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In an emerging trend, associate dentists are stepping out to do their own marketing, apart from the practice that employs them. But this is a move that needs rules to make it work. By John Burfitt
About a year ago, a series of requests for specific marketing advice was the signal to dental marketer Angus Pryor that there had been a decided shift in the professional rules of the dental game.
Pryor, CEO of Dental Marketing Solutions, tells of receiving calls from a number of dentists employed as associates in clinics, wanting to set up their own individual marketing programs.
And Pryor says that shift for associates to establish their professional branding has since increased, and is now a trend.
“Before that first call, I had never had one like it, but I have had a large number since,” Pryor says. “They’re all saying the same thing—the principal in the clinic is booked out, but the associates are not, and so they see doing their own marketing as being proactive and doing something about it.”
Under the terms most associates work under in a practice, it’s understandable they want to be operating with a full appointment schedule. In most cases, the principal pays back to the associate between 40 and 60 per cent of the fee for each patient treated. That’s a lucrative deal when the schedule is full, but can be financially problematic with too many empty spots.
Adding to the challenge is the principal is almost always the preferred practitioner patients are referred to, and if a practice does not have its own robust marketing to keep up a flow of patients through the doors, an associate can find themselves sitting idle.
“An associate who has an entrepreneurial spirit will do something about this, so they have a full book,” Pryor says, adding it’s mainly millennial dentists who are taking charge in this way. “There’s a changing behaviour with millennials in terms of how they operate and how they are prepared to promote themselves,” he says. “They probably also have access to a market that the principals don’t.”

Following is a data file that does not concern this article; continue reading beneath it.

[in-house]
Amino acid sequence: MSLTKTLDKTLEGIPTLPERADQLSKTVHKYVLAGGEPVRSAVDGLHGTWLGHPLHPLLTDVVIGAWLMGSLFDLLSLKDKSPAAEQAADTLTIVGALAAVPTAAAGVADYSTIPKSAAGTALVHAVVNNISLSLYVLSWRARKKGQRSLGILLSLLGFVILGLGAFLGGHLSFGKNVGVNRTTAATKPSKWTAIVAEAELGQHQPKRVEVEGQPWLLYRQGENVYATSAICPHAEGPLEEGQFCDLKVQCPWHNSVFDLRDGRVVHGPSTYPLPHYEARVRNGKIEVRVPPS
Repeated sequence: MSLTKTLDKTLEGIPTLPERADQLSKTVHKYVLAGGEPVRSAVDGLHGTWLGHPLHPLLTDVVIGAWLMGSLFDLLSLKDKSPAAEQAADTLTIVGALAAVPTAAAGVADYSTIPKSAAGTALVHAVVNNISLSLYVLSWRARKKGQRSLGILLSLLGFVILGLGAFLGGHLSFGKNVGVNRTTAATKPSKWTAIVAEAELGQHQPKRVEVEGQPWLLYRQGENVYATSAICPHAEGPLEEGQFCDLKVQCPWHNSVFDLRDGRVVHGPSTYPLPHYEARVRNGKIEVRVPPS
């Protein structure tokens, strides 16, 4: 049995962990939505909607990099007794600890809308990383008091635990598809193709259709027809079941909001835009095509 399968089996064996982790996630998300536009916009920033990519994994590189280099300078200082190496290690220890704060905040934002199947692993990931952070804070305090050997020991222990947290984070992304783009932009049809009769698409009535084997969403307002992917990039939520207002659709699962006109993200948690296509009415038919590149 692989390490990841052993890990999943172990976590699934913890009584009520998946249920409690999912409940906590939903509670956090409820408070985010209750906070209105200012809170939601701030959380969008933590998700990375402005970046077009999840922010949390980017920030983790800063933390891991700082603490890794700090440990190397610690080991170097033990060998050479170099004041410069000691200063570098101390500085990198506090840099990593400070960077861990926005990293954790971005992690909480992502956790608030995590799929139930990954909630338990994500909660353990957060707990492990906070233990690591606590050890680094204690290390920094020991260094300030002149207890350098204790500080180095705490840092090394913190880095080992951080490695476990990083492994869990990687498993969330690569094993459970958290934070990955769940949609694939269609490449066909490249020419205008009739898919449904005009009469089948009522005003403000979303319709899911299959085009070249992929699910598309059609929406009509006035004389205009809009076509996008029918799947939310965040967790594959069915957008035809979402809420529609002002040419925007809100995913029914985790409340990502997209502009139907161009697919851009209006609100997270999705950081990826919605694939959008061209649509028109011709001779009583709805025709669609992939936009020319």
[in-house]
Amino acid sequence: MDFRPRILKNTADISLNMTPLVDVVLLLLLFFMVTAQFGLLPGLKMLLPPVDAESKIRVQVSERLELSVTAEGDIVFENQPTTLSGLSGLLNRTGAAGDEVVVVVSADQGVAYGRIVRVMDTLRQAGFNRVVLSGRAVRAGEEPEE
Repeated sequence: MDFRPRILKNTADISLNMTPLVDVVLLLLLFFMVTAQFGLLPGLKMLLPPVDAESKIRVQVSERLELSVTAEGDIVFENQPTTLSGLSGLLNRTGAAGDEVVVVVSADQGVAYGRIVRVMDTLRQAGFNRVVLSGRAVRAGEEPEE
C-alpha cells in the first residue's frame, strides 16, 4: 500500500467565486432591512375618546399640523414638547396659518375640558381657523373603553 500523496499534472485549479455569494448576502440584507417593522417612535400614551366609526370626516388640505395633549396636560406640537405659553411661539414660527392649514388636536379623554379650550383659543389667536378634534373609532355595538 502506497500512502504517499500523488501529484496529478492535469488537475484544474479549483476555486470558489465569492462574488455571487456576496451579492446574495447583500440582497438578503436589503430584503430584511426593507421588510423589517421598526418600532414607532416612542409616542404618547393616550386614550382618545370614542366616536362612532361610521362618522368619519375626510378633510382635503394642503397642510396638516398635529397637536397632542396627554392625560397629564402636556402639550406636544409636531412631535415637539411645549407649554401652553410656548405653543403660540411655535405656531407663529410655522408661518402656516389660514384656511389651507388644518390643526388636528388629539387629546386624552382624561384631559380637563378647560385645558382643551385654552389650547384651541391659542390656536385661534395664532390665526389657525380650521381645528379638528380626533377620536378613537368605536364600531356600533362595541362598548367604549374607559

Even so, there are some rules that need to be followed to ensure the personal branding by the associate dentist is not at cross-purposes with that of the practice that employs them, Pryor adds.
Individual marketing activities need to follow professional guidelines, with the usual options including Google My Business reviews, a website and some targeted social media activity. An associate’s website should also include a detailed section about the practice where they work.
Most importantly, however, the principal dentist should be well across any individual marketing the associate is undertaking. “Everything must pass what I call the ‘reasonableness test’, which is the associate must have an upfront conversation with the practice owner so they are clear about what’s going on,” Pryor says. “Most principals I know are delighted when an associate does this. It fills the appointment book.”